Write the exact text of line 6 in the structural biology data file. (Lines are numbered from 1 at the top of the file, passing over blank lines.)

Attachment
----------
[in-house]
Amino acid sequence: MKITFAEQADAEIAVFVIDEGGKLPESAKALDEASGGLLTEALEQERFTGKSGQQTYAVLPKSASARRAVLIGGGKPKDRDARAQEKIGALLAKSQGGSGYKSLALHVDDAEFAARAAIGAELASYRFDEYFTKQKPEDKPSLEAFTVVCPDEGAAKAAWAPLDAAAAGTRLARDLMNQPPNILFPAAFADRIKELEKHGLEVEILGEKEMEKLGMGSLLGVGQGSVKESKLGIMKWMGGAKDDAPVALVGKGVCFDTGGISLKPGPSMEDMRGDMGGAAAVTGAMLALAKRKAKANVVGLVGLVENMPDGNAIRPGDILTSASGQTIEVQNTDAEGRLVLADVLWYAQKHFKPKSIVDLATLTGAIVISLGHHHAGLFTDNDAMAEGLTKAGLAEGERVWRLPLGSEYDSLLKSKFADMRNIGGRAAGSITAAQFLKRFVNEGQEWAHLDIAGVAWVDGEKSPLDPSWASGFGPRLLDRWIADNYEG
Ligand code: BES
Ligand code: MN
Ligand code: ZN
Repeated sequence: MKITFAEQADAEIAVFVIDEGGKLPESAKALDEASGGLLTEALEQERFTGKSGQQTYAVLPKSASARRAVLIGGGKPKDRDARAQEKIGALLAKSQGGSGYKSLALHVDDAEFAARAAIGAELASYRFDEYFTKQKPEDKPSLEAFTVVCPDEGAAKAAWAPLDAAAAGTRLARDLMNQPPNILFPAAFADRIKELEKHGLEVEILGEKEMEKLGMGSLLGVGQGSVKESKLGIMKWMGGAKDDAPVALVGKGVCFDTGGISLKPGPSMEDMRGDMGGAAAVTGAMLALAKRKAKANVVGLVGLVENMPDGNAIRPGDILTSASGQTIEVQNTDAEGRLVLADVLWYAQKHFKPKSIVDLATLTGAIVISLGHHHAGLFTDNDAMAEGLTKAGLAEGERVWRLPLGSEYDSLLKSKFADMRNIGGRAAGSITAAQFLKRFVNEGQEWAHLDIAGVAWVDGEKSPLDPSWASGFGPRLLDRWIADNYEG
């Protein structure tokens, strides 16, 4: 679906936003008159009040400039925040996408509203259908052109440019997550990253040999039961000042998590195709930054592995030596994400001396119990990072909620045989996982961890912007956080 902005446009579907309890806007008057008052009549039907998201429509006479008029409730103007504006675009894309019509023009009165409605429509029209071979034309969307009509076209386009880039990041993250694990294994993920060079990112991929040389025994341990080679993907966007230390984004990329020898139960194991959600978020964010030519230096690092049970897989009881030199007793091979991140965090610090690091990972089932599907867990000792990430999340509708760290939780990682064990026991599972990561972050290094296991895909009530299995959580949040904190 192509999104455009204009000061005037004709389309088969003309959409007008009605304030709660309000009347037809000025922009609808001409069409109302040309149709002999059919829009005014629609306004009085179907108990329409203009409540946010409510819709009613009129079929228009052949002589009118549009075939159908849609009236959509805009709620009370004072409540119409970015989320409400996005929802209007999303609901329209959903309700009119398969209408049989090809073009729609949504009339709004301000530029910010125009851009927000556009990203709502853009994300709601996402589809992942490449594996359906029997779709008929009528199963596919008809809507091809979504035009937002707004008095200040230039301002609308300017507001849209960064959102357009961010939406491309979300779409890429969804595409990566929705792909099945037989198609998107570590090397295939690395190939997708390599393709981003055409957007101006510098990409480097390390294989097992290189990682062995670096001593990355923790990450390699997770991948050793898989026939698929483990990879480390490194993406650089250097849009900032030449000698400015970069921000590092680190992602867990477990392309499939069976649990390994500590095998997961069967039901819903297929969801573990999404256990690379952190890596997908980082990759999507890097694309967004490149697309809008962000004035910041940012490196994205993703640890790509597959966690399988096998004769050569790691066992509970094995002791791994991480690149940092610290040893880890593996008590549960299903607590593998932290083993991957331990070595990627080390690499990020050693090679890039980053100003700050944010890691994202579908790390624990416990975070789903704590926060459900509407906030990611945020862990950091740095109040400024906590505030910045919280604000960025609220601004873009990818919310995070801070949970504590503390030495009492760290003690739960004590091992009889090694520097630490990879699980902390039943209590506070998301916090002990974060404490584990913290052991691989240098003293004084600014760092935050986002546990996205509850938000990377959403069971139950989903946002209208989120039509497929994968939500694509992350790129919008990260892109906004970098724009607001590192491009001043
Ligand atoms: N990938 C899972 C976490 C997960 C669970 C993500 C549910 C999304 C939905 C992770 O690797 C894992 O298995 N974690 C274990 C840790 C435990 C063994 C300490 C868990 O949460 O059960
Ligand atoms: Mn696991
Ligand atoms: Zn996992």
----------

Repeated sequence: MKITFAEQADAEIAVFVIDEGGKLPESAKALDEASGGLLTEALEQERFTGKSGQQTYAVLPKSASARRAVLIGGGKPKDRDARAQEKIGALLAKSQGGSGYKSLALHVDDAEFAARAAIGAELASYRFDEYFTKQKPEDKPSLEAFTVVCPDEGAAKAAWAPLDAAAAGTRLARDLMNQPPNILFPAAFADRIKELEKHGLEVEILGEKEMEKLGMGSLLGVGQGSVKESKLGIMKWMGGAKDDAPVALVGKGVCFDTGGISLKPGPSMEDMRGDMGGAAAVTGAMLALAKRKAKANVVGLVGLVENMPDGNAIRPGDILTSASGQTIEVQNTDAEGRLVLADVLWYAQKHFKPKSIVDLATLTGAIVISLGHHHAGLFTDNDAMAEGLTKAGLAEGERVWRLPLGSEYDSLLKSKFADMRNIGGRAAGSITAAQFLKRFVNEGQEWAHLDIAGVAWVDGEKSPLDPSWASGFGPRLLDRWIADNYEG